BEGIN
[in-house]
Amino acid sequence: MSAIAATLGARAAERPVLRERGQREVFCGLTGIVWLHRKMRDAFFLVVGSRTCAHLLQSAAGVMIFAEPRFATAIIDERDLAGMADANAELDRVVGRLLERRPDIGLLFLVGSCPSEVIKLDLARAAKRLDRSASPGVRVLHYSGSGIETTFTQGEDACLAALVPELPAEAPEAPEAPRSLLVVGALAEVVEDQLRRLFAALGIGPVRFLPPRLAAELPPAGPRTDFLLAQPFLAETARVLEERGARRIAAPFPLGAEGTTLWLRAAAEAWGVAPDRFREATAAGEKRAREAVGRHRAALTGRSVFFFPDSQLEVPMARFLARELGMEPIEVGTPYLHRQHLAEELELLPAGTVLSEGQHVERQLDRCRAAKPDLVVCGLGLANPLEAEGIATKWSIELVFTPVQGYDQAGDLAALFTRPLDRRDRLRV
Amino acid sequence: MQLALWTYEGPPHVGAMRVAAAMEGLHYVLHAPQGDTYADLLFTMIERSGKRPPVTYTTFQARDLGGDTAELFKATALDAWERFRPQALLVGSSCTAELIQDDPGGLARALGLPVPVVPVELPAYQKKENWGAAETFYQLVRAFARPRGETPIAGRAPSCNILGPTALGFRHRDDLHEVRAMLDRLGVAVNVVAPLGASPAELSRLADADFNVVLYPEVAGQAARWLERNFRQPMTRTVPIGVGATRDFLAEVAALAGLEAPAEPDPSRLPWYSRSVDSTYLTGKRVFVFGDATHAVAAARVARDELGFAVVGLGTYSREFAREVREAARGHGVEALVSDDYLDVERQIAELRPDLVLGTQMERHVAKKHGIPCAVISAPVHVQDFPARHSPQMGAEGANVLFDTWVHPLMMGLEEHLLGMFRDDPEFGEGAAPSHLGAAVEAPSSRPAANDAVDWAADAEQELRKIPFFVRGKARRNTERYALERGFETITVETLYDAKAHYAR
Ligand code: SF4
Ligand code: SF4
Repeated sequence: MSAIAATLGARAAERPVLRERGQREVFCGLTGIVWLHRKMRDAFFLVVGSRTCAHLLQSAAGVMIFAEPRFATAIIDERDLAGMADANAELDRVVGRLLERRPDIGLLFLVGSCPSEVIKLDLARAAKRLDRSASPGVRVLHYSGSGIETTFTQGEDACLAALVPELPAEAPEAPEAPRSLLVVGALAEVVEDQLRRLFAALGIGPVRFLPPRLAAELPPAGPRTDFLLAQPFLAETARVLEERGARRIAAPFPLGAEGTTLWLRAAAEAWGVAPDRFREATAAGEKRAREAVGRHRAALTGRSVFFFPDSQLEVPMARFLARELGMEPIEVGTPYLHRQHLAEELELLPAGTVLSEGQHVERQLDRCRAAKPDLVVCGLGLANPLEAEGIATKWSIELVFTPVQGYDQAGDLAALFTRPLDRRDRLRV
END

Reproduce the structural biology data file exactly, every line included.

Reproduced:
[in-house]
Amino acid sequence: MSAIAATLGARAAERPVLRERGQREVFCGLTGIVWLHRKMRDAFFLVVGSRTCAHLLQSAAGVMIFAEPRFATAIIDERDLAGMADANAELDRVVGRLLERRPDIGLLFLVGSCPSEVIKLDLARAAKRLDRSASPGVRVLHYSGSGIETTFTQGEDACLAALVPELPAEAPEAPEAPRSLLVVGALAEVVEDQLRRLFAALGIGPVRFLPPRLAAELPPAGPRTDFLLAQPFLAETARVLEERGARRIAAPFPLGAEGTTLWLRAAAEAWGVAPDRFREATAAGEKRAREAVGRHRAALTGRSVFFFPDSQLEVPMARFLARELGMEPIEVGTPYLHRQHLAEELELLPAGTVLSEGQHVERQLDRCRAAKPDLVVCGLGLANPLEAEGIATKWSIELVFTPVQGYDQAGDLAALFTRPLDRRDRLRV
Amino acid sequence: MQLALWTYEGPPHVGAMRVAAAMEGLHYVLHAPQGDTYADLLFTMIERSGKRPPVTYTTFQARDLGGDTAELFKATALDAWERFRPQALLVGSSCTAELIQDDPGGLARALGLPVPVVPVELPAYQKKENWGAAETFYQLVRAFARPRGETPIAGRAPSCNILGPTALGFRHRDDLHEVRAMLDRLGVAVNVVAPLGASPAELSRLADADFNVVLYPEVAGQAARWLERNFRQPMTRTVPIGVGATRDFLAEVAALAGLEAPAEPDPSRLPWYSRSVDSTYLTGKRVFVFGDATHAVAAARVARDELGFAVVGLGTYSREFAREVREAARGHGVEALVSDDYLDVERQIAELRPDLVLGTQMERHVAKKHGIPCAVISAPVHVQDFPARHSPQMGAEGANVLFDTWVHPLMMGLEEHLLGMFRDDPEFGEGAAPSHLGAAVEAPSSRPAANDAVDWAADAEQELRKIPFFVRGKARRNTERYALERGFETITVETLYDAKAHYAR
Ligand code: SF4
Ligand code: SF4
Repeated sequence: MSAIAATLGARAAERPVLRERGQREVFCGLTGIVWLHRKMRDAFFLVVGSRTCAHLLQSAAGVMIFAEPRFATAIIDERDLAGMADANAELDRVVGRLLERRPDIGLLFLVGSCPSEVIKLDLARAAKRLDRSASPGVRVLHYSGSGIETTFTQGEDACLAALVPELPAEAPEAPEAPRSLLVVGALAEVVEDQLRRLFAALGIGPVRFLPPRLAAELPPAGPRTDFLLAQPFLAETARVLEERGARRIAAPFPLGAEGTTLWLRAAAEAWGVAPDRFREATAAGEKRAREAVGRHRAALTGRSVFFFPDSQLEVPMARFLARELGMEPIEVGTPYLHRQHLAEELELLPAGTVLSEGQHVERQLDRCRAAKPDLVVCGLGLANPLEAEGIATKWSIELVFTPVQGYDQAGDLAALFTRPLDRRDRLRV